The Psychology Of Injury

I’ve written a previous post on active recovery and active healing for sports injuries, but this one is going to be slightly different.

Today, we’ll be examining what goes on in the mind of an athlete when injury hits.

Paul Wade wrote a section that covers, among other things, the psychology of getting injured in his superb book Convict Conditioning 2, which echoes my own experiences after 8 years of athletic training.

I’ve been a school track athlete for 6 years, and I used to do the 400m and the javelin. An odd combination to most, but I’ve always been a jack of all trades when it comes to athletics. I can do most sports relatively well, but I’ve never managed to really excel at any of them. Perhaps it’s cos I’ve never really fallen in love with any sport in particular, until now of course.

Although I’ve never mounted the podium in my days as a school athlete, I’ve had my fair share of experiences from all the training that I’ve gone through. 

By experiences I mean injuries, of course.

I’ve torn my left hamstring, and picked up a wide assortment of other strains and sprains that are almost inevitable for an athlete.

So what goes through the mind of an athlete when he’s struck by a particularly debilitating injury?

I’d say it’s a whole cocktail of negative emotions, which can be collectively described as depression.

There’ll be waves of sadness when you find yourself unable to perform movements that you take for granted all the time.

There’ll be anger that comes from frustration, when the injury isn’t healing nearly as quickly or as well as you might desire.

There’ll be periods of time when you may simply space out, as your mind attempts to take a break from the potent soup of negativity that’s been churning in your skull all day long.

Sometimes you may be distracted by things, maybe when you are watching TV or playing your favourite computer game. But as soon as the blissful hours are over, you’ll probably be moping over your injury again.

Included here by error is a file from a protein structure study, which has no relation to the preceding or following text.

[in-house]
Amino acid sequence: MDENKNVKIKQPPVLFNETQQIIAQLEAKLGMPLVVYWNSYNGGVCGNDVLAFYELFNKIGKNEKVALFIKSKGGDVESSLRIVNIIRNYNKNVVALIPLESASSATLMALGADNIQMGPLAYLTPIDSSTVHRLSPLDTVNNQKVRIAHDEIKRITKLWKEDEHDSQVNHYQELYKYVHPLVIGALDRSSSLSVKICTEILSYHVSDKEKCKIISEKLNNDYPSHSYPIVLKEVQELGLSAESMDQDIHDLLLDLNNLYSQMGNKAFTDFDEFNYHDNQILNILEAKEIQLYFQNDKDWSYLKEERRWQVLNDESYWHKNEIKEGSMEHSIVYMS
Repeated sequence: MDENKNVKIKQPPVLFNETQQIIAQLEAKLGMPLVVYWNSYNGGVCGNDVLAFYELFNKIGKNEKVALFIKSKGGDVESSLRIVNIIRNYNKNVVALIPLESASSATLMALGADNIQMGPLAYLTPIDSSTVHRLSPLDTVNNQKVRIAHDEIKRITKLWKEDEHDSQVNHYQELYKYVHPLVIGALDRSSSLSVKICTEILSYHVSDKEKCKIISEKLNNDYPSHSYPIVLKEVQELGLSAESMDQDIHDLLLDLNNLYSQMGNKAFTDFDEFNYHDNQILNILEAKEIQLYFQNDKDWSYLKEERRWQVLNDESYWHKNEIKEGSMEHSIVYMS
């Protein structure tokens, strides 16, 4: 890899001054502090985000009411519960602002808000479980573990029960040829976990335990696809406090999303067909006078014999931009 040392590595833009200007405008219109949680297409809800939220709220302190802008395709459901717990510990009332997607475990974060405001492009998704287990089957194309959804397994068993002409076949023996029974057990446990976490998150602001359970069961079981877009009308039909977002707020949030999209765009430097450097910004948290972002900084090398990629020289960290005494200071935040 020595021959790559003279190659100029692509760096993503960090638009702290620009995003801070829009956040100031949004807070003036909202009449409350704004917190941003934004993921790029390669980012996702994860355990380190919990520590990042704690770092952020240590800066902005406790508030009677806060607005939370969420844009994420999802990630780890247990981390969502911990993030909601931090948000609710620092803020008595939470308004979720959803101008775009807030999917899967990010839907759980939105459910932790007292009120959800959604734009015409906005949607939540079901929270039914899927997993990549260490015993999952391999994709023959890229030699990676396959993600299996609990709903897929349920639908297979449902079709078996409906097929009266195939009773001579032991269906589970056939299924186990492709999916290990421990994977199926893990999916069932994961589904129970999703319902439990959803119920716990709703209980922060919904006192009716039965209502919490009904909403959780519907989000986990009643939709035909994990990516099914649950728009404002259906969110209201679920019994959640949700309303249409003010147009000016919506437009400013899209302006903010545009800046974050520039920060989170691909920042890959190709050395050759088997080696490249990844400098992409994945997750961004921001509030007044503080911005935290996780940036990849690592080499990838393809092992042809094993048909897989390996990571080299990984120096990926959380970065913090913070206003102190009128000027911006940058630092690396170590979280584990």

So how should one deal with the psychology of injury?

First things first, you need to kick-start the rational part of your brain.

Successful people are often the ones who can compartmentalise their emotions, and separate their decision-making process from emotional influences. So we can all take a page from their book when we are fighting our psychological battles against our injuries.

Identify your negative emotions and isolate them. I know I know, easier said then done, right? That’s why we need to supply the logical and rational parts of your brain with more ammunition so that they can do their work.

You need to know that in alot of ways, your rate of recovery and the quality of your recovery is dependent upon your mood.

Check this out:

“A positive attitude releases serotonin, a neurotransmitter that aids relaxation while boosting energy levels; perfect recovery fuel. Positivity stimulates the immune system and releases beta-endorphins which provide pain relief. Recent research even indicates that a good mood can increase circulating human growth hormone — one of the most powerful anabolic healing agents in the body.

There is a very real biology of faith. Tap into it!”

That’s from Convict Conditioning 2, in case you were wondering. I think Paul Wade sums it up pretty good. Faith that you will recover from your injury can become a self-fulfilling prophecy. On the flip side, if you don’t believe that you’ll ever mend, chances are that you won’t.

The mind is an extremely powerful organ in terms of its influence on our actions. Afte all, every conscious action is a result of conscious thought. Let me show you an example:

If you are convinced that there’s no chance that you’re going to pass the upcoming exams, you’ll probably just give up studying, slack off, and end up flunking spectacularly at the end of the day.

On the other hand, if you’re certain that there’s a chance for you to ace the same exams, odds are you’ll work hard for it, and you’ll probably pass with flying colours.

So you see, thinking that things aren’t going to work out will never help, cos it shuts down all positive action. Similarly, if you have faith in a good outcome, you’ll probably conduct yourself in such a way as to facilitate the coming of the bright future that you foresee. So I guess this is where the term “self-fulfilling prophecy” comes from.